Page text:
I work on weekends at a nursing home in town and bring my guitar and go room to room to sing. I am always richly rewarded by the responses I get. There is a resident who is severely disabled and bedridden. All of the times I have been in her room, she was hooked up to a ventilator and not conscious. So I was surprised today when I went to her room and she was awake.
As I got out my guitar, I saw she moved to try to turn the TV off. She appears paralyzed or at least extremely limited mobility. I asked her If she wanted me to turn the TV off and she mouthed the word, "please." She is unable to talk as she has a trachea in her throat. When I started to play my guitar, she watched me with a curious expression. I was trying to find a song that she would connect with. Since she is black, I sang some spirituals but she did not appear to recognize them. I guessed her age to be early 60s but none of the songs of that era seemed to strike a chord. So I looked around her room to gain clues about what kind of songs would resonate. Sometimes residents have a Bible or a picture of Jesus or Mary and that helps me to know they would like hymns. In her room, she was surrounded by Mickey Mouse things. She had a Mickey Mouse clock on the wall and was covered with a Mickey Mouse blanket. On the floor next to her bed, I found a Minnie Mouse doll. I picked up Minnie Mouse and asked her if she wanted her in the bed with her. She nodded yes. Then I got the idea, judging by her facial expressions that she probably had some brain damage or developmental disability. I got the inspiration to start talking to her through Minnie Mouse. I made my voice like Minnie's and I sang to her the Mickey Mouse TV theme song.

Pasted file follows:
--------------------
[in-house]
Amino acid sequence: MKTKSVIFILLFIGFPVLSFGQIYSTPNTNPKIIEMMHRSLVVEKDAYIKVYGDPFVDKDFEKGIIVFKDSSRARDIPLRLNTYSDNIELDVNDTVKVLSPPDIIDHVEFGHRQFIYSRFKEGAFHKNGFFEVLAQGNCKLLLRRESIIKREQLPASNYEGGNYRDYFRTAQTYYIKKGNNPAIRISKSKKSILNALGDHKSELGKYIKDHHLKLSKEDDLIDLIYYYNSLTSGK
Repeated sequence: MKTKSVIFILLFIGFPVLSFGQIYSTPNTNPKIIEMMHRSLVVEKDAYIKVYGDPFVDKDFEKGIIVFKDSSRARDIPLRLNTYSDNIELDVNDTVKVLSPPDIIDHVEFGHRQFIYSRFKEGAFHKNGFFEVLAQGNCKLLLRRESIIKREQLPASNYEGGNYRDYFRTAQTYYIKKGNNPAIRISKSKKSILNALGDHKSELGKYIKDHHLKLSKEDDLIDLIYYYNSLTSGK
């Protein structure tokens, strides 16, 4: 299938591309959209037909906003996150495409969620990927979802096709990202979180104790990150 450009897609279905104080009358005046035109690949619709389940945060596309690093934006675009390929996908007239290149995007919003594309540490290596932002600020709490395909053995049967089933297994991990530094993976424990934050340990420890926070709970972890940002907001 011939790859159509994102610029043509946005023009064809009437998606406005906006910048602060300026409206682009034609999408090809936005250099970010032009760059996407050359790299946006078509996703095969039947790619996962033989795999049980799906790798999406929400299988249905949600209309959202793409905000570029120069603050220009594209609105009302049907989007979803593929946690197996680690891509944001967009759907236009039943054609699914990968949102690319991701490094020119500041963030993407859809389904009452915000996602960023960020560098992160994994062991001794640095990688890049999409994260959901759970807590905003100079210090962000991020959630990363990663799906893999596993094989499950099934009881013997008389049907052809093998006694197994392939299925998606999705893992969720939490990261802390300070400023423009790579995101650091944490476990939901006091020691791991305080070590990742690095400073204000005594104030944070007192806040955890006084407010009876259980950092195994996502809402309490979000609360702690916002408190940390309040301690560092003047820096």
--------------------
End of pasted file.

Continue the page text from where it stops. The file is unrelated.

"Who's the leader of the club that's made for you and me? M-I-C-K-E-Y M-O-U-S-E, Mickey Mouse! Mickey Mouse!"
She smiled and brightened with this! I saw I was onto to something. I kept singing and talking to her with Minnie in my hand and even had Minnie do a little dance for her. When it was time to go, I put Minnie into her arms and she held out her hand and I took her hand in both of mine and thanked her for letting me come and visit her. I told her I really enjoyed singing with her. We stayed holding hands for awhile. I was so moved by this experience! I have worked there nearly a year and never knew she could communicate at all. I will make sure I go see her all the time now.